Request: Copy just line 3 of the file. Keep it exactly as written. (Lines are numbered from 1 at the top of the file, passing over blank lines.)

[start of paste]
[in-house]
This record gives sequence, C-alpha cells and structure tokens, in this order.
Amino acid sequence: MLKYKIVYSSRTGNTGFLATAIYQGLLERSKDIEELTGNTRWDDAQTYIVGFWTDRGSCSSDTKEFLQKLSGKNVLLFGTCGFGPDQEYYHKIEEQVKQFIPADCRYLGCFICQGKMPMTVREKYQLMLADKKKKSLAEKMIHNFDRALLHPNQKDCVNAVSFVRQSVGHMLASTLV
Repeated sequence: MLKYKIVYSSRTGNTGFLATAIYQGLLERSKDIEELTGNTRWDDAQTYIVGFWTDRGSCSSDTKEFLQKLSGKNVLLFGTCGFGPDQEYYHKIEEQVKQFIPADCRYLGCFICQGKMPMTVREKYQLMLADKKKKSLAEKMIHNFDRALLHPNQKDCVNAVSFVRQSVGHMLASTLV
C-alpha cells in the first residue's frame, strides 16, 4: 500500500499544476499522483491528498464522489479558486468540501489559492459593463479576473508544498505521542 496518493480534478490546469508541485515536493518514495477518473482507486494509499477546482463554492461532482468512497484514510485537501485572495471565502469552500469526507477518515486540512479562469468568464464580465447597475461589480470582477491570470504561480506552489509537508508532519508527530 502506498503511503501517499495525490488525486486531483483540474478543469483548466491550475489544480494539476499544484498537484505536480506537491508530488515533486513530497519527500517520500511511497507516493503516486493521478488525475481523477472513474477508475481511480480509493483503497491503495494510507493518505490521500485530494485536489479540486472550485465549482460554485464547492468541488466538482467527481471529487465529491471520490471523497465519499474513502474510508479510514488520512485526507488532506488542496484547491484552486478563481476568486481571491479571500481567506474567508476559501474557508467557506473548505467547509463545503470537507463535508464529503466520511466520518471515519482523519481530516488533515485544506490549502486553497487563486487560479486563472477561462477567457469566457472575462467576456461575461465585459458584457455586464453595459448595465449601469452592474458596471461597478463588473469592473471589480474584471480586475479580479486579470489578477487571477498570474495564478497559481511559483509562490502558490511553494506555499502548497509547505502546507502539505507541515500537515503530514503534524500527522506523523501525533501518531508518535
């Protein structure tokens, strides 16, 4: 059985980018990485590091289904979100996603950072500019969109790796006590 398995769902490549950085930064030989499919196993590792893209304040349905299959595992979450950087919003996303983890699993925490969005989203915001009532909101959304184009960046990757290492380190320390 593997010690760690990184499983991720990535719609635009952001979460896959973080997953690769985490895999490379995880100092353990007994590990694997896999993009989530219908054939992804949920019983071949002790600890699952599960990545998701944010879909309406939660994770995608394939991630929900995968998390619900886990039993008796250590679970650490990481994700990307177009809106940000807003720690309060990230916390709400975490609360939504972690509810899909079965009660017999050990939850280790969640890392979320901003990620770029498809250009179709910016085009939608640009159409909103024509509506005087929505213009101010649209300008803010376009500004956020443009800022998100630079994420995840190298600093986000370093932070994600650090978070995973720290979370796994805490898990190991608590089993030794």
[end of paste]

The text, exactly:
Amino acid sequence: MLKYKIVYSSRTGNTGFLATAIYQGLLERSKDIEELTGNTRWDDAQTYIVGFWTDRGSCSSDTKEFLQKLSGKNVLLFGTCGFGPDQEYYHKIEEQVKQFIPADCRYLGCFICQGKMPMTVREKYQLMLADKKKKSLAEKMIHNFDRALLHPNQKDCVNAVSFVRQSVGHMLASTLV